A closer look at state budget spending on K-12 and higher education
Governor's New Tax Plan: Raises More Tax Revenue, But Still Shortchanges Schools
The Governor's tax initiative specifies that all of the revenue raised by the proposed tax increase shall be directed to schools. However, the initiative goes on to specify that even though the estimated annual $9 billion in increased taxes are sent directly to schools, the taxes shall be counted as "General Fund proceeds of taxes" for purposes of calculating the Proposition 98 minimum guarantee to schools. This is a loophole that will allow the state to reduce its ongoing contribution to schools, while allowing the majority party to fund fast growing non-education programs, such as welfare.
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Has Education Been a Budget Priority?
Everyone hears that education is a priority for California budget drafters, but is it really? A closer look at the 2011-12 and 2012-13 budgets finds that:
- Despite increasing revenues, schools saw their funding drop year over year in 2011-12 while health and welfare, including newly realigned programs, grew by $3 billion.
- Education has been the main target of trigger cuts adopted in the 2011-12 budget and proposed in the 2012-13 budget. Education makes up 97% of the program cuts under the 2012-13 trigger cuts, despite the fact that education represents 50 percent of General Fund expenditures.
- The chart below compares budget funding priorities between the 2011-12 and 2012-13 budget years:
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Is Higher Education a Budget Priority?
Recently at the Capitol, the debate over higher education funding took center stage. It was argued that declining revenues and the rejection of tax increase proposals have resulted in fee increases and funding cuts.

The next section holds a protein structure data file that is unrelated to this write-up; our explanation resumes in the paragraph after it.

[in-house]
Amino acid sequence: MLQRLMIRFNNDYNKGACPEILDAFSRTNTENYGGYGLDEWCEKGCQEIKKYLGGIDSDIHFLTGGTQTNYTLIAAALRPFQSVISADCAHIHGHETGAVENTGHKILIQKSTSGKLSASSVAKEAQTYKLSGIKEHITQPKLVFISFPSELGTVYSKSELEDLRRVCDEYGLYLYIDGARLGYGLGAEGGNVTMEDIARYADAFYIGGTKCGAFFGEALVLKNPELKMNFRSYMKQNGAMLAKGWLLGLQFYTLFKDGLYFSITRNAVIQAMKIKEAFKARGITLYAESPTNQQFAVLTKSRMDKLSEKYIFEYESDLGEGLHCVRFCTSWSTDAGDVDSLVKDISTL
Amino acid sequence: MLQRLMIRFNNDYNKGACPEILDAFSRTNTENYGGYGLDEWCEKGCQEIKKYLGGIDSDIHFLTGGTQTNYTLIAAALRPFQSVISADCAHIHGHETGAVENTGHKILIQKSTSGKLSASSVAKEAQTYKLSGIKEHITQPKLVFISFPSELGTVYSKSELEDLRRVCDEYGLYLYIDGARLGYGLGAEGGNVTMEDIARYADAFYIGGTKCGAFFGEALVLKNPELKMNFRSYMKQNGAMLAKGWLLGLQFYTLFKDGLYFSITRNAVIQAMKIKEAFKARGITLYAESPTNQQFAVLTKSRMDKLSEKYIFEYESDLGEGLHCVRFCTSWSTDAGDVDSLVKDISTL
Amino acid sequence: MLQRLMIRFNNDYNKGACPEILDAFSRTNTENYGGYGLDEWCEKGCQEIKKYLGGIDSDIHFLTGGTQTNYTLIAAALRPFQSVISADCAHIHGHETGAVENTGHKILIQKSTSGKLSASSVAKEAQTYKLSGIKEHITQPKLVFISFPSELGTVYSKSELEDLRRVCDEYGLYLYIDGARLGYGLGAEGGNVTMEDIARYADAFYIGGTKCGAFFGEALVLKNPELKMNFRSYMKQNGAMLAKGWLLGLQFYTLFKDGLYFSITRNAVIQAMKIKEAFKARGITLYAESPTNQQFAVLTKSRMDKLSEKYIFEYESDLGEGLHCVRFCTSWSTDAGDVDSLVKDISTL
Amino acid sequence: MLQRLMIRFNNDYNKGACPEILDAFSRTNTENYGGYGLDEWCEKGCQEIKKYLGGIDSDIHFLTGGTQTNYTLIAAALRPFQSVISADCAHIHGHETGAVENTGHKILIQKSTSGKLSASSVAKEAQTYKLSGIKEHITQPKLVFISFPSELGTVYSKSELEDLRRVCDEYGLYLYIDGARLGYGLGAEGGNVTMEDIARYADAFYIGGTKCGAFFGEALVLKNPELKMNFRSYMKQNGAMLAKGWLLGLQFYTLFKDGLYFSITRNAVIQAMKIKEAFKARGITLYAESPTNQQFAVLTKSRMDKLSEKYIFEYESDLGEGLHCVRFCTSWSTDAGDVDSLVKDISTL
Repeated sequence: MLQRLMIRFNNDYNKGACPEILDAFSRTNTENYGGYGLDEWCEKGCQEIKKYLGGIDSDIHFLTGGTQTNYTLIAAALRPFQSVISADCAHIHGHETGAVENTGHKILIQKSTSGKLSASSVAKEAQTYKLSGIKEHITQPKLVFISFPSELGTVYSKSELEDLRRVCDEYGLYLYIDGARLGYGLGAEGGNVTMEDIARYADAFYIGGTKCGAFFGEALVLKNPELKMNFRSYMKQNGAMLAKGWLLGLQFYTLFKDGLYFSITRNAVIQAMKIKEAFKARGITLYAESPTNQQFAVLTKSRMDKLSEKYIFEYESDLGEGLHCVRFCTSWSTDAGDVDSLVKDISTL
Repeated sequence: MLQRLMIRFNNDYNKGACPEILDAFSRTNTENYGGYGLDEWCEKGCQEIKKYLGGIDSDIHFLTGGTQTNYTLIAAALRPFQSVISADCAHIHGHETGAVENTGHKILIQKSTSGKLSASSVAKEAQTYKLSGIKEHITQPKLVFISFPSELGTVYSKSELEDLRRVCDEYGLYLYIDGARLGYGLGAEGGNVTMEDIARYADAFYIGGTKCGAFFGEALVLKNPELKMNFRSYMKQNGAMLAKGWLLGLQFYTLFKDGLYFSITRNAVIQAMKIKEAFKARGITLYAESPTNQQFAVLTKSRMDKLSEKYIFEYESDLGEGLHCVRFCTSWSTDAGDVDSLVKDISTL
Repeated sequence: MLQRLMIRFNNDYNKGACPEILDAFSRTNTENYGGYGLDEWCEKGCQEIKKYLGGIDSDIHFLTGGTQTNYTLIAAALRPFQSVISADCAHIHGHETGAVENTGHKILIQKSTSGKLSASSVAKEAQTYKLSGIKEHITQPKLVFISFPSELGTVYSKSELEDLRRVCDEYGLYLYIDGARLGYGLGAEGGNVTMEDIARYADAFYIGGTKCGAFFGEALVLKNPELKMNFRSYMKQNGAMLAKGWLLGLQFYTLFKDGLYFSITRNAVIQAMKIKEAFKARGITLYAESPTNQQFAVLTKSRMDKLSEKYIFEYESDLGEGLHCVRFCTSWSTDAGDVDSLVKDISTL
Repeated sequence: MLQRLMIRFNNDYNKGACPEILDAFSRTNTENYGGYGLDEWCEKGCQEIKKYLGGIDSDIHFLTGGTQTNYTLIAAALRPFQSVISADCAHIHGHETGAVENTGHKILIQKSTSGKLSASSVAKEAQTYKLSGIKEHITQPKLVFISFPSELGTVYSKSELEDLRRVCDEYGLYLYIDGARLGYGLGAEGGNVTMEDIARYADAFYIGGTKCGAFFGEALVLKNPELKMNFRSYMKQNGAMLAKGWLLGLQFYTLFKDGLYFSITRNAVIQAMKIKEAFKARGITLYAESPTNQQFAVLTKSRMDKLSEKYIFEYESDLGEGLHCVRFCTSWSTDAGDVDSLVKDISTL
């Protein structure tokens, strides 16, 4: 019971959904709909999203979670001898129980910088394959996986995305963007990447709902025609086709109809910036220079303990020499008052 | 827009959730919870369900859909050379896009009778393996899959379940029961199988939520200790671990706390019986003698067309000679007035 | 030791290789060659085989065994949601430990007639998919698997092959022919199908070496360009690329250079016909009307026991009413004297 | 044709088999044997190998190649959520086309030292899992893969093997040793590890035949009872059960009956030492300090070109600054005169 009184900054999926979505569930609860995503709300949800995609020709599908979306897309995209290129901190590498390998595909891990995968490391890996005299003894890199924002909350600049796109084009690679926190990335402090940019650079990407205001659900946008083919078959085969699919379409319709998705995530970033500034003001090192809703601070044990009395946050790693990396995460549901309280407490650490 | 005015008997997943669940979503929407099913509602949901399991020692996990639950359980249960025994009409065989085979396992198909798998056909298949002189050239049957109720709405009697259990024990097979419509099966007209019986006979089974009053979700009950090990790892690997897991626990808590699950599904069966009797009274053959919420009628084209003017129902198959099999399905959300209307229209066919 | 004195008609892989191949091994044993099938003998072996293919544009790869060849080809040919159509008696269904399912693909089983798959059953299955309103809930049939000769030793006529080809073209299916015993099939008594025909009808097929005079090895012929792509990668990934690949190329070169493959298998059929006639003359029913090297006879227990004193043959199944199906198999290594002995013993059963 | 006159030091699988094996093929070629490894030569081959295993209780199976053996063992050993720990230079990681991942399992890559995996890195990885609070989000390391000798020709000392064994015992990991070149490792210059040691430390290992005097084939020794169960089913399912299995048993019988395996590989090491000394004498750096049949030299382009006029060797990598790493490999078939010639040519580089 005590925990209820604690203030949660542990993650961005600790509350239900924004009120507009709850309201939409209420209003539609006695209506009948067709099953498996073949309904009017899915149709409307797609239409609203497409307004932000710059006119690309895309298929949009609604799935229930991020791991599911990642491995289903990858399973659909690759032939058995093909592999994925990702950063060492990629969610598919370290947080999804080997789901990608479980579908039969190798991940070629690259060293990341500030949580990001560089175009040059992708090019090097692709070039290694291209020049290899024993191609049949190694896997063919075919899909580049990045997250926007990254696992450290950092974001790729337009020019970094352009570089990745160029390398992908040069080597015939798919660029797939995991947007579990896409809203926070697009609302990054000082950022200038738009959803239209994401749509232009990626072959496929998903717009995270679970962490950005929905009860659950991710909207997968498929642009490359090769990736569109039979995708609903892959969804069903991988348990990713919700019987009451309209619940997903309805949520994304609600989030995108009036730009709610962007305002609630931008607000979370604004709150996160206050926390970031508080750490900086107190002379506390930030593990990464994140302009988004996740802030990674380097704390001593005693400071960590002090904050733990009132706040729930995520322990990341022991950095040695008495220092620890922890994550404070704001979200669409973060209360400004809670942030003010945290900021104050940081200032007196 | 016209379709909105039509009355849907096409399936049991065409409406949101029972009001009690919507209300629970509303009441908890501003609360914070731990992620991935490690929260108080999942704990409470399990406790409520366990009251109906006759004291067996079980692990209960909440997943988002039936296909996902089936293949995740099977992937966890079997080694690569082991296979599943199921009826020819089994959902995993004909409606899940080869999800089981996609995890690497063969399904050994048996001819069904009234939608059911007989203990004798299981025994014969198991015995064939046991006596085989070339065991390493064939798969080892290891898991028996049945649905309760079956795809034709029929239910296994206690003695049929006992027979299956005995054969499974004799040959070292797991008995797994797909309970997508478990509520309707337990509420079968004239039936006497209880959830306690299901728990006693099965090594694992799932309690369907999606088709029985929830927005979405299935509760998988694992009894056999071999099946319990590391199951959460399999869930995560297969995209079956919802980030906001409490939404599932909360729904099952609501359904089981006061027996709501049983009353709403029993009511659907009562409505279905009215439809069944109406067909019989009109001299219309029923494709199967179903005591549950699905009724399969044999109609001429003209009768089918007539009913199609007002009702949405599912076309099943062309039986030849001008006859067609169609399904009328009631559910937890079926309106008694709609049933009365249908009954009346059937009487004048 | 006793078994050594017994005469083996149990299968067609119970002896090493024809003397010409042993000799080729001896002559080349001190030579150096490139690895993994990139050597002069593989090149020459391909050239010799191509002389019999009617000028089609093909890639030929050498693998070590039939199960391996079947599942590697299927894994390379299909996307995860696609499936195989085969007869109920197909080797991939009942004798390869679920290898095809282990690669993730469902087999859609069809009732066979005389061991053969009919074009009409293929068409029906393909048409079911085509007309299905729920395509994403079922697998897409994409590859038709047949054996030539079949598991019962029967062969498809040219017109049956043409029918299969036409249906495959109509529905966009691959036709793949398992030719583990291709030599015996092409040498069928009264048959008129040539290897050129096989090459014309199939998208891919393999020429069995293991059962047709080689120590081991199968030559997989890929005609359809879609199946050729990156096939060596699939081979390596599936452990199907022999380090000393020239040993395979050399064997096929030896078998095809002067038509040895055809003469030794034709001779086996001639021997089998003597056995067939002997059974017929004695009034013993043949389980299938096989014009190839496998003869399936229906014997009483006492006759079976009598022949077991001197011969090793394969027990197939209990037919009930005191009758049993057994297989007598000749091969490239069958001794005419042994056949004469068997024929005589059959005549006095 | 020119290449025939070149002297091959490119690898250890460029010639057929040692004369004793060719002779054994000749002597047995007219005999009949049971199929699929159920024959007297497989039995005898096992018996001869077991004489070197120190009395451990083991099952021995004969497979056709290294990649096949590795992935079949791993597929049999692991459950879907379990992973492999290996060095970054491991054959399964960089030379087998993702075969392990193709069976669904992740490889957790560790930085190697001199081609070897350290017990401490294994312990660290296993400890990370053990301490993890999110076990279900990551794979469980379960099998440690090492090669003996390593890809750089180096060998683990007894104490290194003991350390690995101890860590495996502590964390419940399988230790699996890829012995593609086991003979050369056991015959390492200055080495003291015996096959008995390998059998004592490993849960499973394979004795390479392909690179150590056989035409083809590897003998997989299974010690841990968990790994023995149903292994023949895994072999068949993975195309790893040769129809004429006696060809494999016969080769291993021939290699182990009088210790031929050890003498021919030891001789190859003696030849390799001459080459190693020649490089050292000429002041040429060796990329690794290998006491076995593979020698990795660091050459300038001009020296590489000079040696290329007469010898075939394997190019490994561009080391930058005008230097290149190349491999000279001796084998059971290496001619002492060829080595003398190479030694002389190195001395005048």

But a closer look at higher education funding shows that cuts to higher education were not a result of a lack of revenue. Higher education cuts actually came down to a question of budget priorities, both in the majority vote budget plan enacted last summer and in the Governor's proposed 2012-13 budget.
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There are many factors contributing to the lack of a positive impact on programmatic school funding, even if the Governor's tax increase succeeds. For starters, his initiative admittedly redirects current school General Fund support to other areas of the state budget. Additionally, the initiative authorizes the calculation of the Proposition 98 minimum guarantee to be manipulated.
Click to continue reading "Spending 2012-13"
Revenues are Up, But Spending is Higher
In the 2011-12 majority vote budget, 85% of the full trigger cut list targeted school funding, including $1.3 billion in K-14 education cuts and an additional $200 million cut to California's university system. In the end, schools were spared a portion of the cuts in December only because revenues increased by $1.8 billion over the Governor's May Revision projections. However, schools still sustained 65% of the triggered cuts even though school funding was not growing.
Click to continue reading "Revenues are Up, But Spending is Higher"